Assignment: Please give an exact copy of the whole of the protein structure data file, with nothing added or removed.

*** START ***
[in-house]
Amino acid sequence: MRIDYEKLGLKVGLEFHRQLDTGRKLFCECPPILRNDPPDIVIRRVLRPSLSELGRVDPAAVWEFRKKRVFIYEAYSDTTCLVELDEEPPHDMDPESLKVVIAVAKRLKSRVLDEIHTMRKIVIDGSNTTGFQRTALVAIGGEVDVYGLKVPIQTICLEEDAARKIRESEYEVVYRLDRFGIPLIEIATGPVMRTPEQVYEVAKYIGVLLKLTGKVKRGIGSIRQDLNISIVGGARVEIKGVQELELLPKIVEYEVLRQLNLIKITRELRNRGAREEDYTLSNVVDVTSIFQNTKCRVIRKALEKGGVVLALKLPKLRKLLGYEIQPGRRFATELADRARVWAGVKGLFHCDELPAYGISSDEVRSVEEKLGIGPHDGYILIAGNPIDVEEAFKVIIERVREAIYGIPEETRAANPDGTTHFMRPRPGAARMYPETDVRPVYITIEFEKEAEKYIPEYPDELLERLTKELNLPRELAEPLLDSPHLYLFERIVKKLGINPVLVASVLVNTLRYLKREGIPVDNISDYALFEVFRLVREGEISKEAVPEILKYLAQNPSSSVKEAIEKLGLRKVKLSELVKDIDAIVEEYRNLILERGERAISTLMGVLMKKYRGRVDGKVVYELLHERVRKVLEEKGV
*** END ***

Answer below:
[in-house]
Amino acid sequence: MRIDYEKLGLKVGLEFHRQLDTGRKLFCECPPILRNDPPDIVIRRVLRPSLSELGRVDPAAVWEFRKKRVFIYEAYSDTTCLVELDEEPPHDMDPESLKVVIAVAKRLKSRVLDEIHTMRKIVIDGSNTTGFQRTALVAIGGEVDVYGLKVPIQTICLEEDAARKIRESEYEVVYRLDRFGIPLIEIATGPVMRTPEQVYEVAKYIGVLLKLTGKVKRGIGSIRQDLNISIVGGARVEIKGVQELELLPKIVEYEVLRQLNLIKITRELRNRGAREEDYTLSNVVDVTSIFQNTKCRVIRKALEKGGVVLALKLPKLRKLLGYEIQPGRRFATELADRARVWAGVKGLFHCDELPAYGISSDEVRSVEEKLGIGPHDGYILIAGNPIDVEEAFKVIIERVREAIYGIPEETRAANPDGTTHFMRPRPGAARMYPETDVRPVYITIEFEKEAEKYIPEYPDELLERLTKELNLPRELAEPLLDSPHLYLFERIVKKLGINPVLVASVLVNTLRYLKREGIPVDNISDYALFEVFRLVREGEISKEAVPEILKYLAQNPSSSVKEAIEKLGLRKVKLSELVKDIDAIVEEYRNLILERGERAISTLMGVLMKKYRGRVDGKVVYELLHERVRKVLEEKGV